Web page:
Packers have no concerns about Rodgers
The Green Bay Packers limited Aaron Rodgers' workload in practice this week, but are expecting their quarterback to be fully functional in Sunday's NFC North showdown with the Detroit Lions.
Rodgers is probable to play through with the left calf strain he sustained in last weekend's 20-3 win over the Tampa Bay Buccaneers. He split his time Tuesday and Wednesday between practice and rehab, and was estimated as a limited participant Thursday and Friday.
Although the team didn't practice on Friday, Packers coach Mike McCarthy said Rodgers was able to perform his usual Friday routine in the classroom and in the walk-through period.
Rodgers didn't miss any time after straining his hamstring in New Orleans on Oct. 26, but had a bye week to recover. Still, McCarthy said he doesn't have any reservations about what Rodgers will be able to do against the Lions.
"I don't have any concerns today, just based off of the conversation with Aaron and how he's feeling," McCarthy said. "You get out there … really (Saturday) will be a big indicator, just to watch him move around and do the different things. And then we'll communicate during the game. But I don't have a very high concern right now."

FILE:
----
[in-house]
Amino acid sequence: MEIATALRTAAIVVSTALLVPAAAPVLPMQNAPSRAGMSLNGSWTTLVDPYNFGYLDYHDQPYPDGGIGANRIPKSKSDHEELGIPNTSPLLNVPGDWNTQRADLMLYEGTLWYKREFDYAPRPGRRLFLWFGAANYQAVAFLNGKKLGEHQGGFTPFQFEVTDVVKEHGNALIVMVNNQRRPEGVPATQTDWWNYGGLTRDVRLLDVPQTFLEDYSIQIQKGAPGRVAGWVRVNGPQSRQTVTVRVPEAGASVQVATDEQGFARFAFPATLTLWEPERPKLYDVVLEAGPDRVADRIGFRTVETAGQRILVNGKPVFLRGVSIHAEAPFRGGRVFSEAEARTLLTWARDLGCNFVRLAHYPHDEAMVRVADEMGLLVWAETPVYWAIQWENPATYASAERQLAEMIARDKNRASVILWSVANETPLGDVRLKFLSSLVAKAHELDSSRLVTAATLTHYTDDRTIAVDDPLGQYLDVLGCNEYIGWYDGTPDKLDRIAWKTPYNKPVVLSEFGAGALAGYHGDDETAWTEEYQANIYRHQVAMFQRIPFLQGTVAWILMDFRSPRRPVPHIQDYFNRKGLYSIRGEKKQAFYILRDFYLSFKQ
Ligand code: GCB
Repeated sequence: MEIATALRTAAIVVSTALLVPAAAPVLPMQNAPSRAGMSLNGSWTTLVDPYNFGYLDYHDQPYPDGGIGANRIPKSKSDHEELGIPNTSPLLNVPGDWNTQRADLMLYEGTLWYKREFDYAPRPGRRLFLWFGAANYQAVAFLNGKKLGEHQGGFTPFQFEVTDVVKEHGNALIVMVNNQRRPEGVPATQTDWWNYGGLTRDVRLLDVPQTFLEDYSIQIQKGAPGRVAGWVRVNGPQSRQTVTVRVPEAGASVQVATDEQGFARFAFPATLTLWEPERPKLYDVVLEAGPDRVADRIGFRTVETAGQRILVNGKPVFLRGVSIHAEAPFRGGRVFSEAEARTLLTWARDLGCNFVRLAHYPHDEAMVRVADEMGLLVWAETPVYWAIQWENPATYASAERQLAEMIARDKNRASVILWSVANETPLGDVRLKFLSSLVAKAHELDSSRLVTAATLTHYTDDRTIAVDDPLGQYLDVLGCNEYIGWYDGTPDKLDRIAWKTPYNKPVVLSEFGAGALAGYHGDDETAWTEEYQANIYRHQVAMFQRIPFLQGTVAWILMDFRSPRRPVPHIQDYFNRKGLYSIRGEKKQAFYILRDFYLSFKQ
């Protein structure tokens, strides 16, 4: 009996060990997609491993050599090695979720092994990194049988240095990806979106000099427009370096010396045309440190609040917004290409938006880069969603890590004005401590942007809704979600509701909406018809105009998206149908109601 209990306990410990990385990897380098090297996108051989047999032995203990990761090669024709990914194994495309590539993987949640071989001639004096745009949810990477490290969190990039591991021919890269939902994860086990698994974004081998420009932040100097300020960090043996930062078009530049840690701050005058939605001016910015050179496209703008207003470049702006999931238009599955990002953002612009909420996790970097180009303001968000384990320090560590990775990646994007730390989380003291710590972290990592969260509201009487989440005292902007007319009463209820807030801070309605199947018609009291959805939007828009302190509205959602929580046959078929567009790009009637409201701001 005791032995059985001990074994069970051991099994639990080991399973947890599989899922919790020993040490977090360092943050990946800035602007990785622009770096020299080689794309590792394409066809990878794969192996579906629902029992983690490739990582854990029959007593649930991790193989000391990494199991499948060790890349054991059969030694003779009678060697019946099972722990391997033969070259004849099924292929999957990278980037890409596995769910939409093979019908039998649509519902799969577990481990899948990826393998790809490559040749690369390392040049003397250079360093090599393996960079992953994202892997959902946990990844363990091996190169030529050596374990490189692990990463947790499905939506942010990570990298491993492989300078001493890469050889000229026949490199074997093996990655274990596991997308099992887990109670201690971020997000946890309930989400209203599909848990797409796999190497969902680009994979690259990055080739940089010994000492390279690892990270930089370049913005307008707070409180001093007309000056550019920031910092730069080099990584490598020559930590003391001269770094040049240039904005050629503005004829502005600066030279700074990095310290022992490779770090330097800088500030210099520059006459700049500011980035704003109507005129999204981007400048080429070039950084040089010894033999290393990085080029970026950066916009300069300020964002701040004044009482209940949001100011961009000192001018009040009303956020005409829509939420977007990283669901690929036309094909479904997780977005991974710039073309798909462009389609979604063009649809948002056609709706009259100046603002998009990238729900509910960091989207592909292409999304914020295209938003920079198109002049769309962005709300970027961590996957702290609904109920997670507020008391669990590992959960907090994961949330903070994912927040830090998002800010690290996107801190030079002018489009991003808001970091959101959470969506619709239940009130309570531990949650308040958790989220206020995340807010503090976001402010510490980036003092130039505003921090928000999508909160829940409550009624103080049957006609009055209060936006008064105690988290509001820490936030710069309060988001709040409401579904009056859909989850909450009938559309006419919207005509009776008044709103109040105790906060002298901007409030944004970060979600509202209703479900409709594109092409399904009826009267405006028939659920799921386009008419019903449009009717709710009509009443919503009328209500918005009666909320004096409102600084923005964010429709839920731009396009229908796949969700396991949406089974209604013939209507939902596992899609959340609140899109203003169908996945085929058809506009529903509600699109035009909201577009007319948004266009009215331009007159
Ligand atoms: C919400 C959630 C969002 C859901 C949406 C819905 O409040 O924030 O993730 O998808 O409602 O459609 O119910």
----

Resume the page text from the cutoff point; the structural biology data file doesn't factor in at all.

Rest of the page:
Rodgers' ability to extend plays with his feet is one of his most deadly attributes for an opposing defense to contain. The Packers will get a chance to see where he's at Saturday in their final practice of the week, the final preparation for one of the toughest defensive fronts they will see all season.
The Lions' defense won a unanimous decision during the teams' first meeting in September. The Packers' offense scored once on nine possessions. Rodgers, who threw for only 162 yards, was sacked twice and didn't scramble for positive yardage once.
Last week was the first time since Nov. 9 Rodgers didn't have a carry, but proved he could still be efficient in completing 31 of 40 passes for 318 yards and a touchdown.
The Packers feel like they're a different team across the board with an offense that's clicking at all levels, a notion reflected in its jump from 28th to sixth since the 19-7 loss at Ford Field three months ago.
"Obviously I think our offense has been executing at a higher level than we did when we played them the first time," receiver Randall Cobb said. "We found our identity. We've been able to have success throughout the season. It's just totally, not different teams, but we know who we are and we know what we're capable of."
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